# Mapping equitable sales territories in Alteryx - Part 2

In part 2 of this 4 part blog series I will walk you through the evolution of ideas that led to our final equitable sales territory algorithm. Then, I will explain how we prepared the data to execute this algorithm.

Before touching Alteryx, we deconstructed the task we needed to undertake. Ultimately, we needed to strike a balance between 2 things:

1. To split the UK up into 9 groups of equal sum turnover (one for each salesperson).
2. To construct practical sales territories that our 9 salespeople could cover

Both of these tasks can be done relatively easily in isolation in Alteryx, but how do you execute both simultaneously?

This solution is not straightforward, and ultimately some equity in sales opportunity may need to be sacrificed to construct territories that are practical for the salesforce.

The most granular geographical units we were dealing with were postal districts, of which there are roughly 2600 in the UK. We needed to find a way to aggregate these together or divide them up somehow in a systematic way that balances the 2 aforementioned conditions.

#### Tile tool?

Initially, we experimented with the Tile tool, to see if this could group postal districts into clusters of equal value. The Tile tool works by grouping data into sets (tiles) based on a selected variable, with the option to divide sets so they have an ‘Equal Sum’ of the chosen variable (in this case turnover).

Re-drawing sales territories based on the Tile tool results in greater equity in sales opportunity – as illustrated by the bar chart to the right – but also high interspersion of territories.

This technique more or less satisfied this first condition, but provided no means to instruct Alteryx to cluster districts contiguously in order for salespeople to be dealt practical territories. Instead, territories were haphazardly dispersed across the country, creating a clown vomit effect.

#### Tile tool – with geographic sorting?

The Tile tool provides the option to sort the data by a second variable before it is allocated a tile. Experimenting with sorting by a concatenation of ‘Salesperson_name+latitude+longitude’ returned the following output:

Equitable, and geographically aggregated, but highly unpractical.

Back to the drawing board.

For practicality we need to limit the distance our salespeople have to travel. An ideal scenario would be for each person to be allocated a roughly circular blob of equal sales opportunity. Therefore, it looks like we need to find a way to construct territories in a more radial pattern around a fixed central point for each salesperson.

One to achieve this would be to identify the centroid of each salespersons existing range. This centroid will in turn act as a seed (or anchor) for which the territories will grow around, by attaching adjacent postal districts.

This process of ‘geo-aggregation’ can be done in an equitable manner by taking the person with the lowest sales opportunity (i.e. lowest turnover of all prospective customers in the postal district at their centroid), and assigning them the next closest district to their centroid.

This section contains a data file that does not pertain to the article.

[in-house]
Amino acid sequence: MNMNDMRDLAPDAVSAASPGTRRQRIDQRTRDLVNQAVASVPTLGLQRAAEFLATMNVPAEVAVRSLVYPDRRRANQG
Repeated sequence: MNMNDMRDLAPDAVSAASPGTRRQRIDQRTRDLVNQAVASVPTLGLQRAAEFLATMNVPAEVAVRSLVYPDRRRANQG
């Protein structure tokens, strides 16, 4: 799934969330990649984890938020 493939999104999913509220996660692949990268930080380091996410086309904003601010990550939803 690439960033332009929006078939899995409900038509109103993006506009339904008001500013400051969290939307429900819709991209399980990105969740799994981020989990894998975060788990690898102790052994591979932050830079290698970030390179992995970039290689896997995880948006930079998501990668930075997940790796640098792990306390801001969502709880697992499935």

The salesperson with the worst deal, now gets access to all the businesses within this new district.

Then, following this adjustment, we can re-calculate which person has the lowest sales opportunity and repeat the process. In this way, we are continually expanding territories in a way that is equitable, by repeatedly assigning an additional postal district to the guy with the current worst deal.

This sort of repetitive functionality can be automated in Alteryx using an iterative macro, which will be covered in the next blog post.

In this remainder of this blog post, I will talk you through the process to prepare your data for the iterative macro.

#### Preparation of data for the ‘Geo-aggregation’ iterative macro.

Here, we need to prepare 2 data tables, which will become the inputs of our iterative macro.

1. The list of ~2600 postal districts, their associated polygon shapefiles, and sum turnover of prospective customers within them. The macro will dip into this list to repeatedly find the district nearest to the salesperson with the lowest sum turnover.

2. The list of salespeople, their home postal district, associated centroids (spatial points), and sum turnover within their home postal districts. This will be used to inform the macro which salesperson should be assigned an additional postal district next.

The top part of this workflow takes the list of prospective companies, chops off the second part of their postcodes – which have a format of xxx(x) xxx – to return the postal district, and then sums the turnover of prospective customers within each postal district.

The output is the following table, which will become the first input into our iterative macro.

The bottom part of the workflow takes the existing sales territories, finds the district at the centre of each territory, and adjoins the sum turnover of prospective customers within this ‘home’ district.

The following results table will become the second input into the iterative macro.

Now the data is all prepped to be fed into the iterative macro.

In the next blog post, we’ll explain how we set up the iterative macro to perform our ‘geo-aggregation’ algorithm.

Author:
Ben Davis